The Raincoats were often tagged as a feminist band, co-founder Gina Birch responds by being rather more nuanced, saying that hers and fellow founder Anna de Silva’s, was of an “intuitive” variety which was challenged and strengthened with the arrival of the more explicitly political Vicky Aspinall. Their 1979 eponymous debut album epitomises the stop-start rhythms of post-punk, which sometimes sounds as if it will come to a halt at any moment.
The Raincoats, photo: Birmingham 81@Birmingham_81
However, it is far from being a shambles, and is an album of pop which is unafraid of being loose and of leaving spaces. Of the many fine tunes, two stand out – Off-Duty Trip, a scathing recount of then current case of a guardsman let off a rape because it would ‘harm’ his career. The other, is a stunning cover of The Kinks' Lola, who "walked like a woman and talked like a man". Sung by the women in The Raincoats the whole nature of the fluidity and social construct of sexuality and gender are explored brilliantly in a catchy pop song.
Raincoats playing Lola live, with Viv Albertine on backing vocals.
Odyshape moved away from this sound. Using a range of second-hand instruments the band embraced a variety of musical influences as diverse as English folk, world music and our old friend, free jazz. This album and their most accessible release, Moving (1984), combine in a single song elements from around the world, managing to simultaneously float whilst moving in a definite direction. There can be jazz piano alongside Middle Eastern chants and soulful vocals, all at the same time. It sometimes seems as if time and space has been expanded to allow the tunes to breathe. Personally, I think this album is a neglected pop classic. The opening three songs should have been monster chart hits, including the wonderful, No One’s Little Girl:
I’m no one's little girl, oh no, I'm not I'm not gonna be - cause I don't wanna be I never shall be on your family tree.
It’s political! It’s pop!
Another album with a striking cover, with music to match, is Playing with a Different Sex (1981) by the Au Pairs, which has an Eve Arnold photograph of Chinese female militia on manoeuvres in Mongolia. This Birmingham band, formed in 1978, produced edgy yet catchy songs with a scratchy, funky edge to them. Songs included brilliantly sarcastic looks at sexual relationships in We’re so Cool and It’s Obvious, and a great cover of David Bowie’s Repetition, dealing with domestic violence. Other topics include Northern Ireland eg Armagh, with its chorus – “we don’t torture, we’re a civilised nation”. This album has well-crafted songs with passion, humour and politics: polemics which are powerful but accessible. Their lead singer, Lesley Woods, their lead singer, has one of the great rock voices.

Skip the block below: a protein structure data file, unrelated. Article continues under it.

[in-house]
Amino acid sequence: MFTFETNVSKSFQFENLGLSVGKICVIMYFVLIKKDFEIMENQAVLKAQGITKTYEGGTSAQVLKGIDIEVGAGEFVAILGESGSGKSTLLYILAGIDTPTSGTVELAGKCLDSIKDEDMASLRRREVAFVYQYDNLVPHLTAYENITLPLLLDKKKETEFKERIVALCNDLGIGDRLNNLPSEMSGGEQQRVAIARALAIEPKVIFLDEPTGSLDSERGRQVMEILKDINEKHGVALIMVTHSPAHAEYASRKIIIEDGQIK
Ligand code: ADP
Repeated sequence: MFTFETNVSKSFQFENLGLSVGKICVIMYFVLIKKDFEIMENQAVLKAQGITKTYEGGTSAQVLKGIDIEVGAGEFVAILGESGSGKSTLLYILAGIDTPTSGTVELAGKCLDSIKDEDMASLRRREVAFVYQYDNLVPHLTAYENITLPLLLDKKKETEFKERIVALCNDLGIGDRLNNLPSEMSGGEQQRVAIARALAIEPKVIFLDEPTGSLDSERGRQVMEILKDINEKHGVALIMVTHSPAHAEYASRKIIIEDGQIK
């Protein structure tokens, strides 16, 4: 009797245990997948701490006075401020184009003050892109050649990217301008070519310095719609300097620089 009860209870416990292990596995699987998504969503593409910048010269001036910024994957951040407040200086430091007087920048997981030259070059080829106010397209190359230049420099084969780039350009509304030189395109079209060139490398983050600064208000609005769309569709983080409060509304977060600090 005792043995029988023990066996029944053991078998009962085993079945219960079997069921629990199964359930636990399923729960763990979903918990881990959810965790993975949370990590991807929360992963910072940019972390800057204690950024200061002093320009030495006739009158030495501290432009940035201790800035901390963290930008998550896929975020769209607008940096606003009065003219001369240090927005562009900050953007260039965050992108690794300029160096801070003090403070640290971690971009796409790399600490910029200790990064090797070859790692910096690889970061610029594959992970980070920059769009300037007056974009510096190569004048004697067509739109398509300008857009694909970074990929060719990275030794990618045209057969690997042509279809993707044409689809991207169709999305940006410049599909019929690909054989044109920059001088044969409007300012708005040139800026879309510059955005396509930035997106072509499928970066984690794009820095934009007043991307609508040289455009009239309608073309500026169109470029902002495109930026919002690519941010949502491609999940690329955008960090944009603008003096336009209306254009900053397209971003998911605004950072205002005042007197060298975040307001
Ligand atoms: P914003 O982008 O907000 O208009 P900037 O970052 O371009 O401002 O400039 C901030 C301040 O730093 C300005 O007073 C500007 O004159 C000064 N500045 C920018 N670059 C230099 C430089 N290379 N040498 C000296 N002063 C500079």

The Au Pairs on The Old Grey Whistle Test: Set Up
Perhaps if The Au Pairs had not been political they would have made it big. Or maybe that was denied because Woods was a woman who did not play in the defined roles which the industry demanded. The excellent lecturer and writer, Helen Reddington, has said:
Arguably, if female bands had developed the sort of innovations in music that The Slits and The Raincoats, for instance, made, they would have become household names.
Certainly, a good many of the female (and male) post-punk musicians dropped out of music for many years, some even permanently. Some suffered from mental health issues, perhaps from the pressure and the energy required to swim against the stream. Then again, these were often people who had never intended a career in music, but just needed to create what they wanted - sometimes just one single - and then to stop. Or it might be that by the 80s the music business was taking control: the indie labels were being swallowed up, the rough edges of post-punk were smoothed into new pop, and the rest was discarded.
So what is the relevance of these bands today? Well, firstly of course, there is the fantastic music which they created. If you are unaware of The Slits, Raincoats, Rip, Rig and Panic or The Au Pairs then I suggest you treat yourself. Any list of great albums should include them.
They changed women’s involvement in rock. Viv Albertine in her autobiography says that she had few, if any, women guitarists to emulate. The musicians here - and there were many others - filled that gap and inspired others like the Riot Grrrls to follow in the nineties. Sexist stereotyping of the music industry still exists, and depressingly appears to be going strong, but there are challenges to it. Bands such as Warpaint and The Savages continue the tradition.
Similarly, any list of great political songs should include them alongside the usual entries of sixties protest anthems. They re-energized politics in music, which would continue throughout the eighties and nineties. And whilst bands who are explicitly political are at present rather thin on the ground, benefit concerts for strikes and campaigns are now the norm.
But let me return to the point made at the beginning of this piece. Music, even if not explicitly political, can with its quest to question, challenge and innovate, affect people who listen and enjoy it. For the most part, I have mentioned music which does address political issues but I believe they were able to do so in an atmosphere where such a thing was not seen as odd or unusual. People are drawn into politics by many routes, often by a combination of factors. Art, including music, can be one of them. That was true for me - an important part of my personal political education was as a fifteen year old listening to The Clash, and then having a whole new joyous world opened up by the music from these bands.
Thanks to Birmingham 81@Birmingham_81 for the use of his photos of Lesley Wood and The Raincoats.
Phil Brett is a primary school teacher who has written a future fiction/crime novel, Comrades Come Rally, and is at this moment writing a sequel. He lives in London.